Anyhoo, all that to say, I have also been making an effort to get out and walk in this glorious weather we have going here. As my car needed some work after failing it's MOT last week I drove into town yesterday to drop it off then slugged my way back up home (I live at 800 metres) afterwards. Not too bad but it is hard work. Then, when it was time to pick it up, I walked back into town again so I managed over 13,000 steps yesterday. Today I had a bit of running around to do and when I got back I hesitated over whether I wanted to go out walking again but in the end I thought "sod it, put your money where your mouth is and get out there"! The weather is glorious, bright sunshine and around 14°C (57°F) so I decided at the last minute to head out for a walk up behind our houses before the sun started to go down. I have mentioned this walk before when I posted a picture of the pretty chalet and where I stopped to talk to the horses.

They were out again today (minus the snow), so I had a good excuse to stop and catch my breath (read "prevent myself from regurgitating a lung") so I went over and started talking to them. There was a man there a little further up with his "Savoyard" hat on (like a French cowboy hat) - they wear them a lot round here up in the mountains - and he wandered over and started chatting to me. I recognized him immediately as the owner of the farm up at the back of my house (you can see where his fields start in my header picture) and asked if they were his. They were, and he was explaining to me that they were females and one had just had twins - he said he misjudged her due date by two days so had taken her inside with her foals. So that's when I told him I recognized him and he was "Dédé A", or "André A", my neighbour. Now I have been friends with his sister for years, our kids grew up together, her only child being killed eight years ago in a car crash involving four kids from our little village. Two of the boys were killed in fact, and V, the mother of Hugo, the other boy who was killed, is one of the (founding) members of our board game evening and we are still friends. The other two kids in the car were M, the driver, who was badly injured, and C, Stan's daughter, who was also seriously injured but survived. So yes, I knew Dédé, but not well. Problem was, his sister couldn't stand him, said he was a "brute" ("a savage", I guess, in French) and they have nothing to do with each other. That being said, he did go to her son's funeral and stand at the back of the church so she at least realized that there was a heart there!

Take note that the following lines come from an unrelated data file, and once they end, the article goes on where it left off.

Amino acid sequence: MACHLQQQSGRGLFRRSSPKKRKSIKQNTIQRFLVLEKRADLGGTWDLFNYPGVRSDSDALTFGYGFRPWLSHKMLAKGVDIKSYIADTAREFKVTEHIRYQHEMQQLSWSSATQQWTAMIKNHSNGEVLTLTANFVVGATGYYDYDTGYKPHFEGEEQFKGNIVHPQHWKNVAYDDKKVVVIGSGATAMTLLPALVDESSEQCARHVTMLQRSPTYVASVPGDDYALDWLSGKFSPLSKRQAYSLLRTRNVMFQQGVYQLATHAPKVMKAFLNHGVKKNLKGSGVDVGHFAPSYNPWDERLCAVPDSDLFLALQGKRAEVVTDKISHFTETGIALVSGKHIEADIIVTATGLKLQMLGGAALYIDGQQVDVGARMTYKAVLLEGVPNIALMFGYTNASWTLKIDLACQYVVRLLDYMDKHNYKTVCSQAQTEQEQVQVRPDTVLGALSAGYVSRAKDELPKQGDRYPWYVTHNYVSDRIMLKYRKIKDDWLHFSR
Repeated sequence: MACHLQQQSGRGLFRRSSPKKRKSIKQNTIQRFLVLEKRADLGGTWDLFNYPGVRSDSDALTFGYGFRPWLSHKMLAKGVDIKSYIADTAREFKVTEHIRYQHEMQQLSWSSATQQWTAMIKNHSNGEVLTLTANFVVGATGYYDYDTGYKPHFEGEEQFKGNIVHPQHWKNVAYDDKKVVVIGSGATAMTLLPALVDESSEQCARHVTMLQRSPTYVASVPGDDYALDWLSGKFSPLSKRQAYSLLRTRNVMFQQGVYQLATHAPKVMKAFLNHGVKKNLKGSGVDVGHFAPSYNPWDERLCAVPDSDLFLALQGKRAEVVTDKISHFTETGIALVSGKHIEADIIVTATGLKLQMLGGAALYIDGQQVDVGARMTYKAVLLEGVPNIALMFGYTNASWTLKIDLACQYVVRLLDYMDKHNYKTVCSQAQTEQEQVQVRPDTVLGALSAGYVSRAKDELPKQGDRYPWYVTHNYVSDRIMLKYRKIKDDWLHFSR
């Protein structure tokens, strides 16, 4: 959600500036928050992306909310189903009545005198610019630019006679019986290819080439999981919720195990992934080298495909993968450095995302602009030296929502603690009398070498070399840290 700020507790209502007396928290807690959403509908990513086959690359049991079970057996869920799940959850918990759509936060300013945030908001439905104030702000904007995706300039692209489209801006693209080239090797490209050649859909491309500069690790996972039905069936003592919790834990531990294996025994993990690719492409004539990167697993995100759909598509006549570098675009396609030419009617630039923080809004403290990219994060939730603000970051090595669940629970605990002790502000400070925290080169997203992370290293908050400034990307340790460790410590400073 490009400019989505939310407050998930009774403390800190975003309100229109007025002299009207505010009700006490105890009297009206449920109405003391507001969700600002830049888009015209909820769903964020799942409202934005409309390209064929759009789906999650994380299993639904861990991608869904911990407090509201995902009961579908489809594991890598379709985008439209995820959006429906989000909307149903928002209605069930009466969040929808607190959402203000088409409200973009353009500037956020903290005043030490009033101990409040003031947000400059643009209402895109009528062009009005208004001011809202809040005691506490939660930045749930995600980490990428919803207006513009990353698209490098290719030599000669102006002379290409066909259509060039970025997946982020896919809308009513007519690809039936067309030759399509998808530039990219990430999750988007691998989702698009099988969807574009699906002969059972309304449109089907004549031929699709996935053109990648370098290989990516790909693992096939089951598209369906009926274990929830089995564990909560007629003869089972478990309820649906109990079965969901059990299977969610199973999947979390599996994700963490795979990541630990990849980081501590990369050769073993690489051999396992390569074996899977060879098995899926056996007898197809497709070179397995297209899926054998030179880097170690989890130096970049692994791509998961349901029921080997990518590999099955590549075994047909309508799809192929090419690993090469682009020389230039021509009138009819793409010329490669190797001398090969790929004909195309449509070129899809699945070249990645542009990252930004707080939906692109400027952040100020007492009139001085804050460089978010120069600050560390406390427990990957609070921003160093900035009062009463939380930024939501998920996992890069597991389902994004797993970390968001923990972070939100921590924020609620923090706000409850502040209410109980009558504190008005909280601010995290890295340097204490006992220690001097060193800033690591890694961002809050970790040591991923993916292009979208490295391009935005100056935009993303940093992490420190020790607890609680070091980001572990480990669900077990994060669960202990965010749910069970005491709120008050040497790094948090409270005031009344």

Anyway, as I got chatting to Dédé he asked me if I would like for him to show me round his farm and have a coffee with him. I didn't really know what to say so ended up saying yes. What I didn't know was that his wife had died in August and he was alone!  But like I say, I knew this man vaguely so off we went in his jeep further up the mountain to his farmhouse. Here he showed me his sheep and lambs (80 in total) and his Pyreneen mountain dogs that take care of them. A couple of years ago I did a post about how lovely it was to see the sheep and their dog/guardian in the field behind me. Then he took me over to see the goats. I just loved that shed as those goats were so pretty. Apparently he has 800 animals in all, but was telling me how lonely he had been since his wife had died. Anyway, we ended up having a coffee at his place and he asked me out!!!!! I said "but you don't know me, or at least only slightly", and he said he didn't care but did I want to go out with him!!!! Oh crikey. I said thank you but no I am very happy alone and not looking but I understood that he was lonely. Don't get me wrong, he was an absolute gentleman, but I have a hard time reconciling this man who was very good company and an absolute treasure-trove of information about local customs and the local landscape with the "brute" that his sister describes. I tend to believe her as he can be more than a bit "rough around the edges" but then I guess that is the nature of alpine farmers isn't it!